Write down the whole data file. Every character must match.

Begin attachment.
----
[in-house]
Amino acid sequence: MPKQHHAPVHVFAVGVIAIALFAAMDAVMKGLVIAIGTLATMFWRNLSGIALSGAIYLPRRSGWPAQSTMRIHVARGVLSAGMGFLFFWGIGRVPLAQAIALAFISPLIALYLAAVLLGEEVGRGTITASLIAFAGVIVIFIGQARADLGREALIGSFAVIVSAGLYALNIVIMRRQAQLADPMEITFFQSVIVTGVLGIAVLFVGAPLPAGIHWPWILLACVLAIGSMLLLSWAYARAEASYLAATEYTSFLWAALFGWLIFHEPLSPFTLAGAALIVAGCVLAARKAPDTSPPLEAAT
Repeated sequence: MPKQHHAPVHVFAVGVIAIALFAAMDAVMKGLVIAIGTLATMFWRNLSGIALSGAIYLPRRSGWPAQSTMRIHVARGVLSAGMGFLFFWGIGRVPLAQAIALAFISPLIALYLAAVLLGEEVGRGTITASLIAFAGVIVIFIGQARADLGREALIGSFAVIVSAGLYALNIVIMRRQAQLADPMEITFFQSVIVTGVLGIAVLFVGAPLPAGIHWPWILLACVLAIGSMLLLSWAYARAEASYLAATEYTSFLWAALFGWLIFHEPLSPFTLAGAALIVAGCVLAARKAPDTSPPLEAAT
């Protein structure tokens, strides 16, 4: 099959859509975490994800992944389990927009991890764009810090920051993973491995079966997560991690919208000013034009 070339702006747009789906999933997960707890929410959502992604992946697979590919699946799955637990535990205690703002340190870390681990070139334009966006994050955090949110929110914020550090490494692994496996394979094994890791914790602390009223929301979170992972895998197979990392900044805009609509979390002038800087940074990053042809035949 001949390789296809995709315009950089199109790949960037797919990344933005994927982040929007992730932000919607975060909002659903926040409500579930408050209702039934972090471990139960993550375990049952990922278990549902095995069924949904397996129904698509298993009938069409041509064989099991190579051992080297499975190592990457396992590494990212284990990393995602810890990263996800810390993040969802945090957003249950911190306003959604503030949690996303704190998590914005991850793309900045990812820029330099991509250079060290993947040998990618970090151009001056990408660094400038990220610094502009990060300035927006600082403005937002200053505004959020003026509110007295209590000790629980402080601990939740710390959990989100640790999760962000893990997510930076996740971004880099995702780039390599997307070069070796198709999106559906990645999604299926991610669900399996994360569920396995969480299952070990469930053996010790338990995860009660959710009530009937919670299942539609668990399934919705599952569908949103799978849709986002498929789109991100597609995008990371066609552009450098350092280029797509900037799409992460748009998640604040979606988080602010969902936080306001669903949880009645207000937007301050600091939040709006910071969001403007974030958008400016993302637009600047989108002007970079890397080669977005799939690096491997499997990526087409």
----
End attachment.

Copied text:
[in-house]
Amino acid sequence: MPKQHHAPVHVFAVGVIAIALFAAMDAVMKGLVIAIGTLATMFWRNLSGIALSGAIYLPRRSGWPAQSTMRIHVARGVLSAGMGFLFFWGIGRVPLAQAIALAFISPLIALYLAAVLLGEEVGRGTITASLIAFAGVIVIFIGQARADLGREALIGSFAVIVSAGLYALNIVIMRRQAQLADPMEITFFQSVIVTGVLGIAVLFVGAPLPAGIHWPWILLACVLAIGSMLLLSWAYARAEASYLAATEYTSFLWAALFGWLIFHEPLSPFTLAGAALIVAGCVLAARKAPDTSPPLEAAT
Repeated sequence: MPKQHHAPVHVFAVGVIAIALFAAMDAVMKGLVIAIGTLATMFWRNLSGIALSGAIYLPRRSGWPAQSTMRIHVARGVLSAGMGFLFFWGIGRVPLAQAIALAFISPLIALYLAAVLLGEEVGRGTITASLIAFAGVIVIFIGQARADLGREALIGSFAVIVSAGLYALNIVIMRRQAQLADPMEITFFQSVIVTGVLGIAVLFVGAPLPAGIHWPWILLACVLAIGSMLLLSWAYARAEASYLAATEYTSFLWAALFGWLIFHEPLSPFTLAGAALIVAGCVLAARKAPDTSPPLEAAT
């Protein structure tokens, strides 16, 4: 099959859509975490994800992944389990927009991890764009810090920051993973491995079966997560991690919208000013034009 070339702006747009789906999933997960707890929410959502992604992946697979590919699946799955637990535990205690703002340190870390681990070139334009966006994050955090949110929110914020550090490494692994496996394979094994890791914790602390009223929301979170992972895998197979990392900044805009609509979390002038800087940074990053042809035949 001949390789296809995709315009950089199109790949960037797919990344933005994927982040929007992730932000919607975060909002659903926040409500579930408050209702039934972090471990139960993550375990049952990922278990549902095995069924949904397996129904698509298993009938069409041509064989099991190579051992080297499975190592990457396992590494990212284990990393995602810890990263996800810390993040969802945090957003249950911190306003959604503030949690996303704190998590914005991850793309900045990812820029330099991509250079060290993947040998990618970090151009001056990408660094400038990220610094502009990060300035927006600082403005937002200053505004959020003026509110007295209590000790629980402080601990939740710390959990989100640790999760962000893990997510930076996740971004880099995702780039390599997307070069070796198709999106559906990645999604299926991610669900399996994360569920396995969480299952070990469930053996010790338990995860009660959710009530009937919670299942539609668990399934919705599952569908949103799978849709986002498929789109991100597609995008990371066609552009450098350092280029797509900037799409992460748009998640604040979606988080602010969902936080306001669903949880009645207000937007301050600091939040709006910071969001403007974030958008400016993302637009600047989108002007970079890397080669977005799939690096491997499997990526087409």